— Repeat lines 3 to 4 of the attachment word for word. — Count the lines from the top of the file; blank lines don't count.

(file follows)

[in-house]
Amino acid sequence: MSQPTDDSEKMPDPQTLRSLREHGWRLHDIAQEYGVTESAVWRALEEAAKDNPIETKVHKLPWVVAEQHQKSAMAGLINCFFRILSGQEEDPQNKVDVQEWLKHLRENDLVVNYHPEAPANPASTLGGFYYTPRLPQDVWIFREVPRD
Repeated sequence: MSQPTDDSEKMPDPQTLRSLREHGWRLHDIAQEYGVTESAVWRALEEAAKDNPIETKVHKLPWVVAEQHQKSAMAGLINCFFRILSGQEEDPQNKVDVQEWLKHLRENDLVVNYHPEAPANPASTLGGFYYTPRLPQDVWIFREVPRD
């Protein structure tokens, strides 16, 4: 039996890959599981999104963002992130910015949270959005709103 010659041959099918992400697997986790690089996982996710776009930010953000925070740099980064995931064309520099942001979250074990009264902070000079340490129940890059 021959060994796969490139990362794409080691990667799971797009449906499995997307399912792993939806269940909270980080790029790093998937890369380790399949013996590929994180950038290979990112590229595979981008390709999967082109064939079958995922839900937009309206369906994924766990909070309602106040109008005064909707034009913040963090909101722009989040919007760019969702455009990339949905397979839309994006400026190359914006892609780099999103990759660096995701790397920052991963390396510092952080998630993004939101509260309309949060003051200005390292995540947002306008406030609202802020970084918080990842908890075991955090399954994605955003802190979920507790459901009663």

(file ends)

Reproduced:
Repeated sequence: MSQPTDDSEKMPDPQTLRSLREHGWRLHDIAQEYGVTESAVWRALEEAAKDNPIETKVHKLPWVVAEQHQKSAMAGLINCFFRILSGQEEDPQNKVDVQEWLKHLRENDLVVNYHPEAPANPASTLGGFYYTPRLPQDVWIFREVPRD
């Protein structure tokens, strides 16, 4: 039996890959599981999104963002992130910015949270959005709103 010659041959099918992400697997986790690089996982996710776009930010953000925070740099980064995931064309520099942001979250074990009264902070000079340490129940890059 021959060994796969490139990362794409080691990667799971797009449906499995997307399912792993939806269940909270980080790029790093998937890369380790399949013996590929994180950038290979990112590229595979981008390709999967082109064939079958995922839900937009309206369906994924766990909070309602106040109008005064909707034009913040963090909101722009989040919007760019969702455009990339949905397979839309994006400026190359914006892609780099999103990759660096995701790397920052991963390396510092952080998630993004939101509260309309949060003051200005390292995540947002306008406030609202802020970084918080990842908890075991955090399954994605955003802190979920507790459901009663």